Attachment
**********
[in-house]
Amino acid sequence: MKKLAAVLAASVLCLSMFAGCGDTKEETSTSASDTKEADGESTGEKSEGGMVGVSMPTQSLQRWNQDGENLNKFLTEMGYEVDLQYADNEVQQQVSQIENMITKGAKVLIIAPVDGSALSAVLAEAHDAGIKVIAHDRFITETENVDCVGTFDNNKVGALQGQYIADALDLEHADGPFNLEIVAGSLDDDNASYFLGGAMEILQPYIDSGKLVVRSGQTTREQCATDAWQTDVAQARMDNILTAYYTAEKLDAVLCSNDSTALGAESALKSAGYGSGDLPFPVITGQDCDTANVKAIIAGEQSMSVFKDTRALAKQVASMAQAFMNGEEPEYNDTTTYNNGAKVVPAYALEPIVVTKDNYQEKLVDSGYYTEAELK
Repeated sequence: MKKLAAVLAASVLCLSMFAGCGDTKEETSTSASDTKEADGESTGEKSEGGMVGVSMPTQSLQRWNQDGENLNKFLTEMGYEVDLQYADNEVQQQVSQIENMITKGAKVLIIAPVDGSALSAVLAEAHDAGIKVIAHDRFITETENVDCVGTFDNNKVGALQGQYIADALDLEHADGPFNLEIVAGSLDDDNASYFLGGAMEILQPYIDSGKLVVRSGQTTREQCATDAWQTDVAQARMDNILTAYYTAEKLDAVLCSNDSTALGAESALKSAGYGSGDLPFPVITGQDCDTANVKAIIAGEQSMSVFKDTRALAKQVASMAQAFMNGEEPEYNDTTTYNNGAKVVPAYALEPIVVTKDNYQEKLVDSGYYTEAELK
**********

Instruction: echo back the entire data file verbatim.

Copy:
[in-house]
Amino acid sequence: MKKLAAVLAASVLCLSMFAGCGDTKEETSTSASDTKEADGESTGEKSEGGMVGVSMPTQSLQRWNQDGENLNKFLTEMGYEVDLQYADNEVQQQVSQIENMITKGAKVLIIAPVDGSALSAVLAEAHDAGIKVIAHDRFITETENVDCVGTFDNNKVGALQGQYIADALDLEHADGPFNLEIVAGSLDDDNASYFLGGAMEILQPYIDSGKLVVRSGQTTREQCATDAWQTDVAQARMDNILTAYYTAEKLDAVLCSNDSTALGAESALKSAGYGSGDLPFPVITGQDCDTANVKAIIAGEQSMSVFKDTRALAKQVASMAQAFMNGEEPEYNDTTTYNNGAKVVPAYALEPIVVTKDNYQEKLVDSGYYTEAELK
Repeated sequence: MKKLAAVLAASVLCLSMFAGCGDTKEETSTSASDTKEADGESTGEKSEGGMVGVSMPTQSLQRWNQDGENLNKFLTEMGYEVDLQYADNEVQQQVSQIENMITKGAKVLIIAPVDGSALSAVLAEAHDAGIKVIAHDRFITETENVDCVGTFDNNKVGALQGQYIADALDLEHADGPFNLEIVAGSLDDDNASYFLGGAMEILQPYIDSGKLVVRSGQTTREQCATDAWQTDVAQARMDNILTAYYTAEKLDAVLCSNDSTALGAESALKSAGYGSGDLPFPVITGQDCDTANVKAIIAGEQSMSVFKDTRALAKQVASMAQAFMNGEEPEYNDTTTYNNGAKVVPAYALEPIVVTKDNYQEKLVDSGYYTEAELK